Hamline professor David Davies joins the "99 Percent" with letter on student debt
David Davies' letter has gone viral on Facebook.
David Davies is a professor of East Asian studies at Hamline University. Or, at least, that's what he was yesterday. This morning, Davies woke up to find he'd become an internet sensation, and the new Minnesota face of the "We Are the 99 Percent" movement.
Davies's contribution was a letter modeled after those on the "We Are the 99 Percent" website, in which protest sympathizers take a picture of themselves holding a letter with their take on an issue. After the website didn't post his letter, Davies simply threw it on his Facebook page.
Monday morning, it had 10 Facebook shares. Yesterday it had about 30 shares.
This morning, Davies woke up to find that his posting had hit the tipping point: As of this writing, it's been shared more than 1,200 times.
"I'm absolutely flabbergasted," Davies told City Pages.
"I thought I just wanted to add my voice. And it just so hapened that what I said, a lot of people are saying, 'Yeah, that's what I was thinking.'"
Here, for easier reading, is the larger version of Davies's letter.
Davies said he was inspired to contribute his letter after reading through some of the postings on the We Are 99 Percent Tumblr feed, which he found "pretty moving," especially when he noticed a lot of college students among the contributors.
But more than that, Davies was writing from his own personal experience in dealing with students at Hamline.
"In my class, I talk about the power of debt to reduce freedom, the way that debt restricts people's opportunities and limits their choices," Davies said.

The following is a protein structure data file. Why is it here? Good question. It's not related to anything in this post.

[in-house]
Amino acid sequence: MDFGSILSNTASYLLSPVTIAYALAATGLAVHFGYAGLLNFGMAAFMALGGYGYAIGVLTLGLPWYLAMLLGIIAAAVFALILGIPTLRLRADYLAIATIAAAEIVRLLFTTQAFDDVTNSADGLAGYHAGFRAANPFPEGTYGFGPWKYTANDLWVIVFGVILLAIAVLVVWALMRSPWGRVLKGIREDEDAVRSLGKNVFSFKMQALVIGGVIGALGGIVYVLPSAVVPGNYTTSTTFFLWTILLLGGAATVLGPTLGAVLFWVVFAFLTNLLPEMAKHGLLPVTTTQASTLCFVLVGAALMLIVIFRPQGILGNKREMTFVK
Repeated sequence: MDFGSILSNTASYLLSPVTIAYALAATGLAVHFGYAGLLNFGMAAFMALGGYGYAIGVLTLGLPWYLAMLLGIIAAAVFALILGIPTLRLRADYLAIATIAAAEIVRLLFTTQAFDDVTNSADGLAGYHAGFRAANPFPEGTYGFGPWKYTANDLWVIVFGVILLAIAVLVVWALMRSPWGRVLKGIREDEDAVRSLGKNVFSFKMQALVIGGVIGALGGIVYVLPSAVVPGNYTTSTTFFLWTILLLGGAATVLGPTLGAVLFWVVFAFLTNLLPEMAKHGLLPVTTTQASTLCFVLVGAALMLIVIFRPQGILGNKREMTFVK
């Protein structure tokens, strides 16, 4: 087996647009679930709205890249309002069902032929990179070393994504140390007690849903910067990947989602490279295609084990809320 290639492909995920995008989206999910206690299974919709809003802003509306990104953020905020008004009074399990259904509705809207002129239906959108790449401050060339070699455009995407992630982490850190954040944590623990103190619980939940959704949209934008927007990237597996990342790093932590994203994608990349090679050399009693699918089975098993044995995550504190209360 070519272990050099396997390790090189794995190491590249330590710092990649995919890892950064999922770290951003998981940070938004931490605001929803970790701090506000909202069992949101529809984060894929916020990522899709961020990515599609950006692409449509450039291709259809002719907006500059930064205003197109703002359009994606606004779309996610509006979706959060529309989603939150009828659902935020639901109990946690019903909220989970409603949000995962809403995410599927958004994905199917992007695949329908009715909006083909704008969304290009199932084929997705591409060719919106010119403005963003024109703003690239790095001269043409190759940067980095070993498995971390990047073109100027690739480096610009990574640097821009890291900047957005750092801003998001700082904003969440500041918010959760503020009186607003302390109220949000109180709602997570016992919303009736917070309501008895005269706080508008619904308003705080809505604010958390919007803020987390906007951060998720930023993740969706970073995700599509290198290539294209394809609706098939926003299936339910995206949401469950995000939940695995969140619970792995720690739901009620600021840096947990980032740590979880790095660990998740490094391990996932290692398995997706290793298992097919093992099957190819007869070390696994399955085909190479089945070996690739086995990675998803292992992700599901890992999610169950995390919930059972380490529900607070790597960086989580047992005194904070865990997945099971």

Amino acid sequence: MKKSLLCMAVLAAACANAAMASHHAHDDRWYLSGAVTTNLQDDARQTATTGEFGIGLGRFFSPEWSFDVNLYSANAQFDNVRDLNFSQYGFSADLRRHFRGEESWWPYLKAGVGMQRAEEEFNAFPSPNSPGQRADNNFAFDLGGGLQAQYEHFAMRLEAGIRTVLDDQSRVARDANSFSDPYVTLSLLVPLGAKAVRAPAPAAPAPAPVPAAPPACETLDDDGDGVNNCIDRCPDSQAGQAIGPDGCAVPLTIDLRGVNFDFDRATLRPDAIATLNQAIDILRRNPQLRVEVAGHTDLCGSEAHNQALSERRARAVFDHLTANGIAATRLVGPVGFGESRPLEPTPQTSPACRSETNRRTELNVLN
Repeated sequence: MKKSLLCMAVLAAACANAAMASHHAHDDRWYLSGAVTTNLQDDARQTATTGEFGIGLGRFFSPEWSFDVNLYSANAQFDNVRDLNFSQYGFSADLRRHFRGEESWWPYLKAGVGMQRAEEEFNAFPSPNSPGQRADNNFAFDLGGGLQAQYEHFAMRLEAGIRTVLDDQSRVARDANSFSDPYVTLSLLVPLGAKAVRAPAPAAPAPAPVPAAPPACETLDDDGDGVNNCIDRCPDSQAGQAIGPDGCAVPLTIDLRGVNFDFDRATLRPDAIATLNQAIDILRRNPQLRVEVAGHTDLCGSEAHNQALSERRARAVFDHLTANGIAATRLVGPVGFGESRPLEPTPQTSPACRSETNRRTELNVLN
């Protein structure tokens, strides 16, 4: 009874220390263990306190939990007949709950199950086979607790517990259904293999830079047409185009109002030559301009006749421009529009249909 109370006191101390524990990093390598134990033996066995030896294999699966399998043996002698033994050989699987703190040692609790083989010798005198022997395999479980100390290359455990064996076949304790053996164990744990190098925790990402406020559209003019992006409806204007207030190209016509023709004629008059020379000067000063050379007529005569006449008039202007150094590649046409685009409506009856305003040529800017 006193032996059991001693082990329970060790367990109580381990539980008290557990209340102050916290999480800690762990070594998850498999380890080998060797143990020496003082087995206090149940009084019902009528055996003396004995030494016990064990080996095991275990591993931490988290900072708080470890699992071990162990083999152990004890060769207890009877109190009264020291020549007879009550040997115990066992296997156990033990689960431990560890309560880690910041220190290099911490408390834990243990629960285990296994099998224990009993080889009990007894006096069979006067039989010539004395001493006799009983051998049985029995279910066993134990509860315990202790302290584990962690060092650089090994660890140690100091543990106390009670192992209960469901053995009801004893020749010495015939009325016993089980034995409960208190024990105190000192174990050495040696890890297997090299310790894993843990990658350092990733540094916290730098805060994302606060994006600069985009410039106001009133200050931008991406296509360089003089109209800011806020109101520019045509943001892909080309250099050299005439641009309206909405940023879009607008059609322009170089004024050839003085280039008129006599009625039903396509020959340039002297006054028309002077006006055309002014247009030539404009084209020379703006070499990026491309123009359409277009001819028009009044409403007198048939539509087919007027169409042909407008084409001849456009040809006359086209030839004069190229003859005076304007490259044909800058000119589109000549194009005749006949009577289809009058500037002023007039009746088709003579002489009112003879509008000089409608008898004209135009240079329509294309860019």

In recent years, that conversation has shifted from students talking about debt in the Third World and developing countries, to students sharing fears about the debt they're picking up while they're in college.
In his own case, Davies attended Hamline in the 1980s and then went on to graduate school. Davies said he benefited greatly from attending a private college, but he couldn't have done it without low-interest loans provided by the government. Davies incurred debt in paying for his tuition, but was also able to finance a significant part of his tuition with government-backed Pell Grants, which he said are increasingly sparse compared to tuition costs.
"Some time since the '80s," Davies said, "it's become private debt for a private investment. It's even seen as, quote, 'good debt.'"
Davies continued, "The monetization of college really narrows the freedoms of students to choose what they do after graduation."
Davies said he's "a little uncomfortable" being entirely lumped in with the Occupy protesters, but is both "shocked" and thrilled at the response the letter's gotten from students -- both nationally, and, perhaps especially, his own.
"The students have really humbled me with their comments," he said. "They really have been supportive in a way that I -- it's really clear that this resonates with them. And to have a professor say this meant something to them."
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